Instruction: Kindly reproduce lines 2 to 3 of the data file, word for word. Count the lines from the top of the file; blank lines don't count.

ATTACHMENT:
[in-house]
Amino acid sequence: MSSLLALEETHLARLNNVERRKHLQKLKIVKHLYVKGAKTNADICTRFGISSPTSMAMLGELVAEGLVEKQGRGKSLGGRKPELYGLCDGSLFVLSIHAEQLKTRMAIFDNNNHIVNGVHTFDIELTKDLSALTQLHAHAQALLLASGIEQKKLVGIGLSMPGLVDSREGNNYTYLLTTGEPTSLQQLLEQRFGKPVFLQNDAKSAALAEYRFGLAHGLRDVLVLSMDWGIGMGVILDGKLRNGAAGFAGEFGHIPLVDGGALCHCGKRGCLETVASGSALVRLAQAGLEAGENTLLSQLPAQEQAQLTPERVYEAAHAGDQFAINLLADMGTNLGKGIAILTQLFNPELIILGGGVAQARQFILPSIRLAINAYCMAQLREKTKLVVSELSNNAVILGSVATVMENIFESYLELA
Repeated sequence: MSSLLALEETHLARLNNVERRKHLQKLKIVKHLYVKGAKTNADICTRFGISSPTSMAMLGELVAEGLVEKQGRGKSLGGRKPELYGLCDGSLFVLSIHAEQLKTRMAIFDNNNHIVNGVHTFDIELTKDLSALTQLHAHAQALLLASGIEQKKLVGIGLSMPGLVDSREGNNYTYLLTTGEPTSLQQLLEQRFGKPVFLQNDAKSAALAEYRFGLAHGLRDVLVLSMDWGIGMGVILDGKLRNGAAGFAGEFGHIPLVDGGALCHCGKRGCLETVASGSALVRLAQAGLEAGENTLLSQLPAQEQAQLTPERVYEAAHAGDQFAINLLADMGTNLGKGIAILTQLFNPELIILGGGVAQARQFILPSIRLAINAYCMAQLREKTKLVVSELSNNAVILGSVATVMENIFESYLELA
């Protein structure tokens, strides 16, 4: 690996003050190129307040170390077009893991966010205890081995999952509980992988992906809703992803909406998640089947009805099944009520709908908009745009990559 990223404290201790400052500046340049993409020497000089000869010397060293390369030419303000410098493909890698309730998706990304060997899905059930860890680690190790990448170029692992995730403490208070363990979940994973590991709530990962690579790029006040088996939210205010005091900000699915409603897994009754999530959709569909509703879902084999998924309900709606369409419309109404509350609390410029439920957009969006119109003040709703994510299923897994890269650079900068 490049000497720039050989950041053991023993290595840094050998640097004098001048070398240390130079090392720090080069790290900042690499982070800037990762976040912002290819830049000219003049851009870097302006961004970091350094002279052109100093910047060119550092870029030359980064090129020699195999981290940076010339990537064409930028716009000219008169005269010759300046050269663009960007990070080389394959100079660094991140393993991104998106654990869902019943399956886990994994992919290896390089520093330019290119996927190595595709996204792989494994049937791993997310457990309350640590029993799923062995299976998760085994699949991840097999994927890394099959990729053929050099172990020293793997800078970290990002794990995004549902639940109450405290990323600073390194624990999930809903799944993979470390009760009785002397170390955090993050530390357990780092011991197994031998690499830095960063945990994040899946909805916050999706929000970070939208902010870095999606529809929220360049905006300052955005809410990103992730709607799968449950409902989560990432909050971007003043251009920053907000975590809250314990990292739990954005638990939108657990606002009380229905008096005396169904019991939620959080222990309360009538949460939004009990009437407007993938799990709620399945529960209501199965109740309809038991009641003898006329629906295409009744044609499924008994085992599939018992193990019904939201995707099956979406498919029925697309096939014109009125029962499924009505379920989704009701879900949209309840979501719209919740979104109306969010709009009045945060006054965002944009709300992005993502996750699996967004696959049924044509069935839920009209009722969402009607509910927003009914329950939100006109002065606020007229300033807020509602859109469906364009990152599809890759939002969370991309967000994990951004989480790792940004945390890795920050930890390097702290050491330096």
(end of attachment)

Amino acid sequence: MSSLLALEETHLARLNNVERRKHLQKLKIVKHLYVKGAKTNADICTRFGISSPTSMAMLGELVAEGLVEKQGRGKSLGGRKPELYGLCDGSLFVLSIHAEQLKTRMAIFDNNNHIVNGVHTFDIELTKDLSALTQLHAHAQALLLASGIEQKKLVGIGLSMPGLVDSREGNNYTYLLTTGEPTSLQQLLEQRFGKPVFLQNDAKSAALAEYRFGLAHGLRDVLVLSMDWGIGMGVILDGKLRNGAAGFAGEFGHIPLVDGGALCHCGKRGCLETVASGSALVRLAQAGLEAGENTLLSQLPAQEQAQLTPERVYEAAHAGDQFAINLLADMGTNLGKGIAILTQLFNPELIILGGGVAQARQFILPSIRLAINAYCMAQLREKTKLVVSELSNNAVILGSVATVMENIFESYLELA
Repeated sequence: MSSLLALEETHLARLNNVERRKHLQKLKIVKHLYVKGAKTNADICTRFGISSPTSMAMLGELVAEGLVEKQGRGKSLGGRKPELYGLCDGSLFVLSIHAEQLKTRMAIFDNNNHIVNGVHTFDIELTKDLSALTQLHAHAQALLLASGIEQKKLVGIGLSMPGLVDSREGNNYTYLLTTGEPTSLQQLLEQRFGKPVFLQNDAKSAALAEYRFGLAHGLRDVLVLSMDWGIGMGVILDGKLRNGAAGFAGEFGHIPLVDGGALCHCGKRGCLETVASGSALVRLAQAGLEAGENTLLSQLPAQEQAQLTPERVYEAAHAGDQFAINLLADMGTNLGKGIAILTQLFNPELIILGGGVAQARQFILPSIRLAINAYCMAQLREKTKLVVSELSNNAVILGSVATVMENIFESYLELA